“Why Write a Series?” at SleuthFest
Posted by Nancy J. Cohen on March 8, 2014
We continue with my recap of panels and workshops at SleuthFest. These are my interpretations and notes, and any misstatement is my error. Photos are viewable from my Facebook Page. Go there, Like my page, then click on Photos. Next click on Albums and then SleuthFest 2014.
“Seriously Series” with Joanna Campbell Slan at SleuthFest 2014
In choosing what to read, knowing a book is part of a series might convince you to buy it since there’s a certain degree of success involved. If you really love a book, you’re also happy to know there are more to come in a series. So readers gravitate to series for many reasons. “The richer the world you create, the richer the experience for your readers.”
What returns readers to a series? It feels like you’re revisiting an old friend. This offers a sense of comfort. Plus you know what you’re getting. Familiarity is at the heart of a series. Characters, setting, and occupation may be recurrent.
“You create a universe and populate it.” Do a street chart and a floor plan. Sensory details make the story rich for readers. Have a timeline for your characters. Determine the timing between stories, character ages, grades, and birthdays. “The best part of being an author is when readers believe your characters are real.”
Keep track of places as you write. If you have a fake town, get a map of a real town and change the names. Use it as a model for your town. In your story bible, put a snippet of background on each character, locations, stores in the town, along with stylistic notes such as the chapter heading. Include a style sheet for grammar and special items, such as how to put in craft instructions or recipes. This story bible may also include social issues, time of year, and more.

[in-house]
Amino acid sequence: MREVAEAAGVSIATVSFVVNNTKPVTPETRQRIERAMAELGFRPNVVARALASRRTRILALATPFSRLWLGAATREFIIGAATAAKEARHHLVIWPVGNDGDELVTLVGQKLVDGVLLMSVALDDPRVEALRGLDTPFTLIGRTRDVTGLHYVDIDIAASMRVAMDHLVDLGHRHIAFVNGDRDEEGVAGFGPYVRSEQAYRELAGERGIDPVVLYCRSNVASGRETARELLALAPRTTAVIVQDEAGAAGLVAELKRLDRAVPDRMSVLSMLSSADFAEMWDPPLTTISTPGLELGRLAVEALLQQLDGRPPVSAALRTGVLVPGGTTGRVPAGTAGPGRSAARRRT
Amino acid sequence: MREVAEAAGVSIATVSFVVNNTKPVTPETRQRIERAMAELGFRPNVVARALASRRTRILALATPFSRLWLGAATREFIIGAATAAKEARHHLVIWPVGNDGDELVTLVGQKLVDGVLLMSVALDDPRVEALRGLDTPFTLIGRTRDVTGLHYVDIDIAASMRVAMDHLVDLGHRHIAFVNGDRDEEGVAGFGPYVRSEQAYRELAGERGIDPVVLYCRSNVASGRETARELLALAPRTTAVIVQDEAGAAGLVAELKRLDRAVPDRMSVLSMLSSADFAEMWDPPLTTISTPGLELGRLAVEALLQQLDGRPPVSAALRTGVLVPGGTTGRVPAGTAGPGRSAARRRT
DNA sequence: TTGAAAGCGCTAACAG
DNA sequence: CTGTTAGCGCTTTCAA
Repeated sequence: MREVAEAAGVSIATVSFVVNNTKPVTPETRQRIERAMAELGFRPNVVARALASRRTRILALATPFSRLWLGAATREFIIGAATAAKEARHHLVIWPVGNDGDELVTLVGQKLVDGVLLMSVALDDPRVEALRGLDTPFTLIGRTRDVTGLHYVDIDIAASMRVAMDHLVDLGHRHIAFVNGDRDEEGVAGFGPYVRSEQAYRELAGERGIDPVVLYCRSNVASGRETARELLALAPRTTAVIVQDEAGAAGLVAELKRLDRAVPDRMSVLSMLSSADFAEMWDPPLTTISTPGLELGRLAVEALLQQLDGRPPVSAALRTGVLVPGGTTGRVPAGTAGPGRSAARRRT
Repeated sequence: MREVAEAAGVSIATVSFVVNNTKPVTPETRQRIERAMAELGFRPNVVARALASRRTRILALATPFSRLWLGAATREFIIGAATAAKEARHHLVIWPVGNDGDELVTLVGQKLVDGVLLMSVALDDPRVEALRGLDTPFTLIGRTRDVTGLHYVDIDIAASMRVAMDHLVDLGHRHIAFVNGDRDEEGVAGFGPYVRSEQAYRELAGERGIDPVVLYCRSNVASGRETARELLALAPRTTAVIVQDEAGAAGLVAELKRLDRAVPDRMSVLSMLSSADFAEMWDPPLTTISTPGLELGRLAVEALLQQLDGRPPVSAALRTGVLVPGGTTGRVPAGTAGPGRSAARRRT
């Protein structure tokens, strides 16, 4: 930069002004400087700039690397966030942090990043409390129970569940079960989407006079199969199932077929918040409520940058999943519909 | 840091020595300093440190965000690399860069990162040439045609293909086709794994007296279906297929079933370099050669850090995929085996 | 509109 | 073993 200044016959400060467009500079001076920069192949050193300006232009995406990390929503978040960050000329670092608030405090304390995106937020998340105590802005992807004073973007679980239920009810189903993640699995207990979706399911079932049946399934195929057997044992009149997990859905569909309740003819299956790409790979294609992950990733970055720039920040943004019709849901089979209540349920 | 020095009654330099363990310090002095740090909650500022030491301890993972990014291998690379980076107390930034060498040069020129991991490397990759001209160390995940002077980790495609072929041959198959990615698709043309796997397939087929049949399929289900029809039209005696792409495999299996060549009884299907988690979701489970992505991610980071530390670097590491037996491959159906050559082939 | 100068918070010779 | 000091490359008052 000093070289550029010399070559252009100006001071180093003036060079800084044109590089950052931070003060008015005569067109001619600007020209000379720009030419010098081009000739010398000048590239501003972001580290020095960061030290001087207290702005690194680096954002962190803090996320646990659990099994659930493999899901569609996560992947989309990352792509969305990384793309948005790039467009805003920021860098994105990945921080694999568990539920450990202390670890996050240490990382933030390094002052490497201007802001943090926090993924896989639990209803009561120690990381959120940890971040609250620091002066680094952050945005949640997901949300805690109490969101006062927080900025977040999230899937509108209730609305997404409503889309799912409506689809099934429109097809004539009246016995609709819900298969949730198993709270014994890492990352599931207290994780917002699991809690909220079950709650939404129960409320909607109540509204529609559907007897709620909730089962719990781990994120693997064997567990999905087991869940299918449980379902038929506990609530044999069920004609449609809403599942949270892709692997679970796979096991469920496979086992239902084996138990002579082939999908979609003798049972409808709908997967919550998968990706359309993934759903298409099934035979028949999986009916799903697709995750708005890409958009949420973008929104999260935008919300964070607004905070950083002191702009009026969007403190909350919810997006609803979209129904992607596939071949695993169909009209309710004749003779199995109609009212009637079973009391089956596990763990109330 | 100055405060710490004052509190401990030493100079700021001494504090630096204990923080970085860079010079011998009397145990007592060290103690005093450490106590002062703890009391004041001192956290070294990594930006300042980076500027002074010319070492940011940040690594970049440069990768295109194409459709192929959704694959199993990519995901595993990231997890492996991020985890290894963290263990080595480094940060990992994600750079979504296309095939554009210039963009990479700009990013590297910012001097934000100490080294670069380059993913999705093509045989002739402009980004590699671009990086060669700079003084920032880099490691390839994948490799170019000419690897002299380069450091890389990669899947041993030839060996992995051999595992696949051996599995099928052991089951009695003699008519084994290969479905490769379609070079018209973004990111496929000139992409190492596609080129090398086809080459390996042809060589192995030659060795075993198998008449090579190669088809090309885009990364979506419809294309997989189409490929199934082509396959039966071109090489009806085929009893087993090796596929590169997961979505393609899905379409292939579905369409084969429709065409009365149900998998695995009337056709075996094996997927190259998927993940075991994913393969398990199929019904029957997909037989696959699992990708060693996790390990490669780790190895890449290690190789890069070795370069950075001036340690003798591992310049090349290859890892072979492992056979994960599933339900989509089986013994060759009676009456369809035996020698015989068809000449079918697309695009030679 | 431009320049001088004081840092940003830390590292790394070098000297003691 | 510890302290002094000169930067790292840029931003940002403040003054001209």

“Novels are about people. You don’t have a novel about scrapbooking. You have a novel about a character who does scrapbooking.”
If you have a scene that doesn’t go anywhere in a long novel, consider writing a short story. Short stories are also good for side issues, like pre-wedding details or for exploring secondary characters.
Poll your readers and ask what character they would like to see more prominent in your next story.
“Every strength overused is a weakness” in your character. Try to give each person a personal problem to overcome. What are they trying to work out? What are they worrying about? Make the characters different ages because then they’ll have different issues. Everybody has angst. Every now and then, your character’s mask should slip so the reader gets a glimpse of what’s there.
End every book with a cliffhanger. Solve the mystery in this story but start a new one. Ask yourself, what seed can I plant now that will bear fruit in a future book?
“The first line sells that particular title; the last line sells the next book.”
Joanna is the author of the Kiki Lowenstein mystery series and the Jane Eyre Chronicles.